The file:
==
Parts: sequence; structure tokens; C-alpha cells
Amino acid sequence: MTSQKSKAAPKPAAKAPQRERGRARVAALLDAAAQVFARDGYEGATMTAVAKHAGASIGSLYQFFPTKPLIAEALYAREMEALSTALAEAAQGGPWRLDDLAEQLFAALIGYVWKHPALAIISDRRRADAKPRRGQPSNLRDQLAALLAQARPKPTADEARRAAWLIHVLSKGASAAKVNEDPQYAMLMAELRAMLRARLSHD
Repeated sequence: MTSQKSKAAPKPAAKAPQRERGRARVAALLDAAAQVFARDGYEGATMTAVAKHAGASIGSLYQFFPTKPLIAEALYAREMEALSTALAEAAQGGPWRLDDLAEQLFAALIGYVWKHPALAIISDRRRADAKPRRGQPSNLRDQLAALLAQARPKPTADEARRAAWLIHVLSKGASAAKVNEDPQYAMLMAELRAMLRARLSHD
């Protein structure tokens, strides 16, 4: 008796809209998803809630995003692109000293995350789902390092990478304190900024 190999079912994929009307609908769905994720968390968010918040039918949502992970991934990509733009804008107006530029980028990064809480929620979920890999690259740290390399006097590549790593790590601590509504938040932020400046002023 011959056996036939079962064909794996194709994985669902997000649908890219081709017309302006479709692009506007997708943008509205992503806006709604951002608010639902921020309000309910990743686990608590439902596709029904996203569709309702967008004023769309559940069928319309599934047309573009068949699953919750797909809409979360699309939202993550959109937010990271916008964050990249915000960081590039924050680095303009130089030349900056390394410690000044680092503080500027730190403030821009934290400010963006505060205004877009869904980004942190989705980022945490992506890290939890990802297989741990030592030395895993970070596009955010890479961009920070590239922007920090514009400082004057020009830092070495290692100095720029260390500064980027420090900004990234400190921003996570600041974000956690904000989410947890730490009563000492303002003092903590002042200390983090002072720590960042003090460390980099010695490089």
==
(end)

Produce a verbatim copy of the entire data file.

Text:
Parts: sequence; structure tokens; C-alpha cells
Amino acid sequence: MTSQKSKAAPKPAAKAPQRERGRARVAALLDAAAQVFARDGYEGATMTAVAKHAGASIGSLYQFFPTKPLIAEALYAREMEALSTALAEAAQGGPWRLDDLAEQLFAALIGYVWKHPALAIISDRRRADAKPRRGQPSNLRDQLAALLAQARPKPTADEARRAAWLIHVLSKGASAAKVNEDPQYAMLMAELRAMLRARLSHD
Repeated sequence: MTSQKSKAAPKPAAKAPQRERGRARVAALLDAAAQVFARDGYEGATMTAVAKHAGASIGSLYQFFPTKPLIAEALYAREMEALSTALAEAAQGGPWRLDDLAEQLFAALIGYVWKHPALAIISDRRRADAKPRRGQPSNLRDQLAALLAQARPKPTADEARRAAWLIHVLSKGASAAKVNEDPQYAMLMAELRAMLRARLSHD
């Protein structure tokens, strides 16, 4: 008796809209998803809630995003692109000293995350789902390092990478304190900024 190999079912994929009307609908769905994720968390968010918040039918949502992970991934990509733009804008107006530029980028990064809480929620979920890999690259740290390399006097590549790593790590601590509504938040932020400046002023 011959056996036939079962064909794996194709994985669902997000649908890219081709017309302006479709692009506007997708943008509205992503806006709604951002608010639902921020309000309910990743686990608590439902596709029904996203569709309702967008004023769309559940069928319309599934047309573009068949699953919750797909809409979360699309939202993550959109937010990271916008964050990249915000960081590039924050680095303009130089030349900056390394410690000044680092503080500027730190403030821009934290400010963006505060205004877009869904980004942190989705980022945490992506890290939890990802297989741990030592030395895993970070596009955010890479961009920070590239922007920090514009400082004057020009830092070495290692100095720029260390500064980027420090900004990234400190921003996570600041974000956690904000989410947890730490009563000492303002003092903590002042200390983090002072720590960042003090460390980099010695490089």